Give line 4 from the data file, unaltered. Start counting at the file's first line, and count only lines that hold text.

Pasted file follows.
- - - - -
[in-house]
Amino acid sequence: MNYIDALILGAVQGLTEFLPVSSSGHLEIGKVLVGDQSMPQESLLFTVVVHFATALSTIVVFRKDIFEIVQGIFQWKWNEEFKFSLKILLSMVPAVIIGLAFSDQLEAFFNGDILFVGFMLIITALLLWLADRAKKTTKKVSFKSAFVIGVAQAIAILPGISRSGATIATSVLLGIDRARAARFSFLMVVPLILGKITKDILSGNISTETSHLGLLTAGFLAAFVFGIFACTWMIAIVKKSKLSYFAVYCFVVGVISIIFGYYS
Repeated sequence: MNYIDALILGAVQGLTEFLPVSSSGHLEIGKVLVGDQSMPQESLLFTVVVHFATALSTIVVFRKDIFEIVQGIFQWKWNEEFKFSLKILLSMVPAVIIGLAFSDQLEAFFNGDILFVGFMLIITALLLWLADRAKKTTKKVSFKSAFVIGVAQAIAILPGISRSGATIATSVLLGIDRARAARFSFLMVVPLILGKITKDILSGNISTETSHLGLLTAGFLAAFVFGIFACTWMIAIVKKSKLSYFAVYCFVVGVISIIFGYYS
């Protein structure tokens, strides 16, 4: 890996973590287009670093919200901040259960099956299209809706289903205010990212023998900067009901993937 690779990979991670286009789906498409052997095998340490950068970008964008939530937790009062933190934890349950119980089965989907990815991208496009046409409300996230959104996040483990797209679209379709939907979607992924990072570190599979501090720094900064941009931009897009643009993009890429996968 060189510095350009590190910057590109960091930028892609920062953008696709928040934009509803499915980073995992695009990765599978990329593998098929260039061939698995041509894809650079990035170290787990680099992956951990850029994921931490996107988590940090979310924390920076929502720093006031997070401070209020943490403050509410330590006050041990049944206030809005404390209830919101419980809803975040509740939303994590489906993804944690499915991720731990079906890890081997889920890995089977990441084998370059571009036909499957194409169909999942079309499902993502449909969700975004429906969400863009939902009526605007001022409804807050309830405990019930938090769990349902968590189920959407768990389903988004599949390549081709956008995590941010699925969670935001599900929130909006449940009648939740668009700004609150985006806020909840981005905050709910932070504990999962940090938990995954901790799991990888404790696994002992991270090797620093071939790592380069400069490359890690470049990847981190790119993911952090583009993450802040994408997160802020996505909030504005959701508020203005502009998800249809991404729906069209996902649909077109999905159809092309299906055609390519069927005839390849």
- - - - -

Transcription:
């Protein structure tokens, strides 16, 4: 890996973590287009670093919200901040259960099956299209809706289903205010990212023998900067009901993937 690779990979991670286009789906498409052997095998340490950068970008964008939530937790009062933190934890349950119980089965989907990815991208496009046409409300996230959104996040483990797209679209379709939907979607992924990072570190599979501090720094900064941009931009897009643009993009890429996968 060189510095350009590190910057590109960091930028892609920062953008696709928040934009509803499915980073995992695009990765599978990329593998098929260039061939698995041509894809650079990035170290787990680099992956951990850029994921931490996107988590940090979310924390920076929502720093006031997070401070209020943490403050509410330590006050041990049944206030809005404390209830919101419980809803975040509740939303994590489906993804944690499915991720731990079906890890081997889920890995089977990441084998370059571009036909499957194409169909999942079309499902993502449909969700975004429906969400863009939902009526605007001022409804807050309830405990019930938090769990349902968590189920959407768990389903988004599949390549081709956008995590941010699925969670935001599900929130909006449940009648939740668009700004609150985006806020909840981005905050709910932070504990999962940090938990995954901790799991990888404790696994002992991270090797620093071939790592380069400069490359890690470049990847981190790119993911952090583009993450802040994408997160802020996505909030504005959701508020203005502009998800249809991404729906069209996902649909077109999905159809092309299906055609390519069927005839390849």